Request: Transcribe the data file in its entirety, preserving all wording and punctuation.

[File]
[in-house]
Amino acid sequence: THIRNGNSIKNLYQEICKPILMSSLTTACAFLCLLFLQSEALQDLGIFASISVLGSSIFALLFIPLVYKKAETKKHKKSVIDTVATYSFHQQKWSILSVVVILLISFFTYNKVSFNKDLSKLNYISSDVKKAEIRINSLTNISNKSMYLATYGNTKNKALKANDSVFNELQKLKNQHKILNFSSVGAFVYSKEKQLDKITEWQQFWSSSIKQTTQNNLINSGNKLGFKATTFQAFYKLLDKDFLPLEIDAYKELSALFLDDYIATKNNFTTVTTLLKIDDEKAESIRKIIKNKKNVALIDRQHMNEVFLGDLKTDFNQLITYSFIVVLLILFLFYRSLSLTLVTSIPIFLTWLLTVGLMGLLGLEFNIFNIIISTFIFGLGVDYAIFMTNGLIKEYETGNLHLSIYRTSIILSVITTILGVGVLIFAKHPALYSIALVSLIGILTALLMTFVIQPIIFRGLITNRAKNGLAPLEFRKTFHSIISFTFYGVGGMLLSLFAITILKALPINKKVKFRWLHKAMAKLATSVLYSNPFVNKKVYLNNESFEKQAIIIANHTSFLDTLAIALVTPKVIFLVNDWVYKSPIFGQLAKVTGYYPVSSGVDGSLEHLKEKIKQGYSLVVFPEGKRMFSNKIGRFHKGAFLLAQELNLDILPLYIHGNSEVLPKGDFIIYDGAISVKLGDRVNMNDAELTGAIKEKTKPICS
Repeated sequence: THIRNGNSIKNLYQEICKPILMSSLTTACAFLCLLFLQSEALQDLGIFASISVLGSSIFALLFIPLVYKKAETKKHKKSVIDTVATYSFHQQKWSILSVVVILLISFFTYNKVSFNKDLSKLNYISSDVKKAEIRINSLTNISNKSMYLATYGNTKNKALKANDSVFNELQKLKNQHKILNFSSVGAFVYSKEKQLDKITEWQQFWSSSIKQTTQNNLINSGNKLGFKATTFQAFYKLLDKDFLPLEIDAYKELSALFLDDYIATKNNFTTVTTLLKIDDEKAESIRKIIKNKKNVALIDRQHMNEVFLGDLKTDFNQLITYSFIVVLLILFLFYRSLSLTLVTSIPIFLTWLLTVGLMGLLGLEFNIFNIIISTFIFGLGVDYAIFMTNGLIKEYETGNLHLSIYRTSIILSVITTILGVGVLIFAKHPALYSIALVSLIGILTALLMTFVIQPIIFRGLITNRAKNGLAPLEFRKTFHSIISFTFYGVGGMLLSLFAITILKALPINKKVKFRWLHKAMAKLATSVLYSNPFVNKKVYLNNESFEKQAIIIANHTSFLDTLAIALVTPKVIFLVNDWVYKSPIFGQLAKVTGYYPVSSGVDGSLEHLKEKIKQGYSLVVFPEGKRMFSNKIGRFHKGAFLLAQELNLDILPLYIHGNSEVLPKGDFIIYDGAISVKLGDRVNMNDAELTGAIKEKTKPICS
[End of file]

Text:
[in-house]
Amino acid sequence: THIRNGNSIKNLYQEICKPILMSSLTTACAFLCLLFLQSEALQDLGIFASISVLGSSIFALLFIPLVYKKAETKKHKKSVIDTVATYSFHQQKWSILSVVVILLISFFTYNKVSFNKDLSKLNYISSDVKKAEIRINSLTNISNKSMYLATYGNTKNKALKANDSVFNELQKLKNQHKILNFSSVGAFVYSKEKQLDKITEWQQFWSSSIKQTTQNNLINSGNKLGFKATTFQAFYKLLDKDFLPLEIDAYKELSALFLDDYIATKNNFTTVTTLLKIDDEKAESIRKIIKNKKNVALIDRQHMNEVFLGDLKTDFNQLITYSFIVVLLILFLFYRSLSLTLVTSIPIFLTWLLTVGLMGLLGLEFNIFNIIISTFIFGLGVDYAIFMTNGLIKEYETGNLHLSIYRTSIILSVITTILGVGVLIFAKHPALYSIALVSLIGILTALLMTFVIQPIIFRGLITNRAKNGLAPLEFRKTFHSIISFTFYGVGGMLLSLFAITILKALPINKKVKFRWLHKAMAKLATSVLYSNPFVNKKVYLNNESFEKQAIIIANHTSFLDTLAIALVTPKVIFLVNDWVYKSPIFGQLAKVTGYYPVSSGVDGSLEHLKEKIKQGYSLVVFPEGKRMFSNKIGRFHKGAFLLAQELNLDILPLYIHGNSEVLPKGDFIIYDGAISVKLGDRVNMNDAELTGAIKEKTKPICS
Repeated sequence: THIRNGNSIKNLYQEICKPILMSSLTTACAFLCLLFLQSEALQDLGIFASISVLGSSIFALLFIPLVYKKAETKKHKKSVIDTVATYSFHQQKWSILSVVVILLISFFTYNKVSFNKDLSKLNYISSDVKKAEIRINSLTNISNKSMYLATYGNTKNKALKANDSVFNELQKLKNQHKILNFSSVGAFVYSKEKQLDKITEWQQFWSSSIKQTTQNNLINSGNKLGFKATTFQAFYKLLDKDFLPLEIDAYKELSALFLDDYIATKNNFTTVTTLLKIDDEKAESIRKIIKNKKNVALIDRQHMNEVFLGDLKTDFNQLITYSFIVVLLILFLFYRSLSLTLVTSIPIFLTWLLTVGLMGLLGLEFNIFNIIISTFIFGLGVDYAIFMTNGLIKEYETGNLHLSIYRTSIILSVITTILGVGVLIFAKHPALYSIALVSLIGILTALLMTFVIQPIIFRGLITNRAKNGLAPLEFRKTFHSIISFTFYGVGGMLLSLFAITILKALPINKKVKFRWLHKAMAKLATSVLYSNPFVNKKVYLNNESFEKQAIIIANHTSFLDTLAIALVTPKVIFLVNDWVYKSPIFGQLAKVTGYYPVSSGVDGSLEHLKEKIKQGYSLVVFPEGKRMFSNKIGRFHKGAFLLAQELNLDILPLYIHGNSEVLPKGDFIIYDGAISVKLGDRVNMNDAELTGAIKEKTKPICS